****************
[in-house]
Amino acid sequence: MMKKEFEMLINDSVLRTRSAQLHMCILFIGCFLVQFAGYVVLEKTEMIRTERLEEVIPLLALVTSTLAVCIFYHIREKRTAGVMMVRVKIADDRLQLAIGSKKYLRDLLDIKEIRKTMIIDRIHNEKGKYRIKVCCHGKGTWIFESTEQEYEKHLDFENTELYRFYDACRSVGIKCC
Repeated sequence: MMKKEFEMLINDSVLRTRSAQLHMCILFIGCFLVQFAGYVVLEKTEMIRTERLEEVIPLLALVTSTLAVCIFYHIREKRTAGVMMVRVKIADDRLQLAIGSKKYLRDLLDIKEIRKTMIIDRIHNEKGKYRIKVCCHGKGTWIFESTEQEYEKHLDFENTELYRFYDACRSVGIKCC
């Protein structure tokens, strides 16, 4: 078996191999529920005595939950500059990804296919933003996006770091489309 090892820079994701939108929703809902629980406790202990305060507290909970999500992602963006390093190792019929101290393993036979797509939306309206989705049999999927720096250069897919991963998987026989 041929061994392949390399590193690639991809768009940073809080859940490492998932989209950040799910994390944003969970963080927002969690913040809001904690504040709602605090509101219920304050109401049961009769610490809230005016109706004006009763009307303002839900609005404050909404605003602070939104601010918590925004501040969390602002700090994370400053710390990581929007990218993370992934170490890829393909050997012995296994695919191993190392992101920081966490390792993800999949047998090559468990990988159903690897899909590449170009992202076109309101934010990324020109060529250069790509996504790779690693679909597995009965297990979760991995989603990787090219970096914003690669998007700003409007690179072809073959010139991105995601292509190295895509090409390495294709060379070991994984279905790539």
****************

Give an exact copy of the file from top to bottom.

[in-house]
Amino acid sequence: MMKKEFEMLINDSVLRTRSAQLHMCILFIGCFLVQFAGYVVLEKTEMIRTERLEEVIPLLALVTSTLAVCIFYHIREKRTAGVMMVRVKIADDRLQLAIGSKKYLRDLLDIKEIRKTMIIDRIHNEKGKYRIKVCCHGKGTWIFESTEQEYEKHLDFENTELYRFYDACRSVGIKCC
Repeated sequence: MMKKEFEMLINDSVLRTRSAQLHMCILFIGCFLVQFAGYVVLEKTEMIRTERLEEVIPLLALVTSTLAVCIFYHIREKRTAGVMMVRVKIADDRLQLAIGSKKYLRDLLDIKEIRKTMIIDRIHNEKGKYRIKVCCHGKGTWIFESTEQEYEKHLDFENTELYRFYDACRSVGIKCC
């Protein structure tokens, strides 16, 4: 078996191999529920005595939950500059990804296919933003996006770091489309 090892820079994701939108929703809902629980406790202990305060507290909970999500992602963006390093190792019929101290393993036979797509939306309206989705049999999927720096250069897919991963998987026989 041929061994392949390399590193690639991809768009940073809080859940490492998932989209950040799910994390944003969970963080927002969690913040809001904690504040709602605090509101219920304050109401049961009769610490809230005016109706004006009763009307303002839900609005404050909404605003602070939104601010918590925004501040969390602002700090994370400053710390990581929007990218993370992934170490890829393909050997012995296994695919191993190392992101920081966490390792993800999949047998090559468990990988159903690897899909590449170009992202076109309101934010990324020109060529250069790509996504790779690693679909597995009965297990979760991995989603990787090219970096914003690669998007700003409007690179072809073959010139991105995601292509190295895509090409390495294709060379070991994984279905790539």